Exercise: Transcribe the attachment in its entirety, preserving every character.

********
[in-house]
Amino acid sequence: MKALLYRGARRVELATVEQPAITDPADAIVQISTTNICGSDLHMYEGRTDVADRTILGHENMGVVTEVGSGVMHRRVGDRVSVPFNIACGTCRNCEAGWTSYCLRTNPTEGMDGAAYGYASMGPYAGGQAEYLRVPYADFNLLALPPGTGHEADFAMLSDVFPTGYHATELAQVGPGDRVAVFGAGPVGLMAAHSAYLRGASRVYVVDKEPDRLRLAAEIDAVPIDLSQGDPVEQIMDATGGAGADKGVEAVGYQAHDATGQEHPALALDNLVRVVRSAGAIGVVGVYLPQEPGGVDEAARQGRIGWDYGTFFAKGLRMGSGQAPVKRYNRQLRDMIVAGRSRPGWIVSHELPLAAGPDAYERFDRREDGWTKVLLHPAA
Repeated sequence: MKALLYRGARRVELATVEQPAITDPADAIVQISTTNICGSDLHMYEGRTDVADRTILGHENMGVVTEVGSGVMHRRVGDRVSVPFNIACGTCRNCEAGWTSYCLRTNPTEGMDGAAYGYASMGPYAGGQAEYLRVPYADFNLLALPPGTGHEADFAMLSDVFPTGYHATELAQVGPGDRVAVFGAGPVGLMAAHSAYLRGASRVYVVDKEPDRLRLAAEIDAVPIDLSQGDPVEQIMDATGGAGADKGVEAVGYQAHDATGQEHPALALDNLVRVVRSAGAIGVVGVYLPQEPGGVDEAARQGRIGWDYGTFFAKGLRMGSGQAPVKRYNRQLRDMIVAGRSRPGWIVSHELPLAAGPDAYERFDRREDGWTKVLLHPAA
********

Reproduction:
[in-house]
Amino acid sequence: MKALLYRGARRVELATVEQPAITDPADAIVQISTTNICGSDLHMYEGRTDVADRTILGHENMGVVTEVGSGVMHRRVGDRVSVPFNIACGTCRNCEAGWTSYCLRTNPTEGMDGAAYGYASMGPYAGGQAEYLRVPYADFNLLALPPGTGHEADFAMLSDVFPTGYHATELAQVGPGDRVAVFGAGPVGLMAAHSAYLRGASRVYVVDKEPDRLRLAAEIDAVPIDLSQGDPVEQIMDATGGAGADKGVEAVGYQAHDATGQEHPALALDNLVRVVRSAGAIGVVGVYLPQEPGGVDEAARQGRIGWDYGTFFAKGLRMGSGQAPVKRYNRQLRDMIVAGRSRPGWIVSHELPLAAGPDAYERFDRREDGWTKVLLHPAA
Repeated sequence: MKALLYRGARRVELATVEQPAITDPADAIVQISTTNICGSDLHMYEGRTDVADRTILGHENMGVVTEVGSGVMHRRVGDRVSVPFNIACGTCRNCEAGWTSYCLRTNPTEGMDGAAYGYASMGPYAGGQAEYLRVPYADFNLLALPPGTGHEADFAMLSDVFPTGYHATELAQVGPGDRVAVFGAGPVGLMAAHSAYLRGASRVYVVDKEPDRLRLAAEIDAVPIDLSQGDPVEQIMDATGGAGADKGVEAVGYQAHDATGQEHPALALDNLVRVVRSAGAIGVVGVYLPQEPGGVDEAARQGRIGWDYGTFFAKGLRMGSGQAPVKRYNRQLRDMIVAGRSRPGWIVSHELPLAAGPDAYERFDRREDGWTKVLLHPAA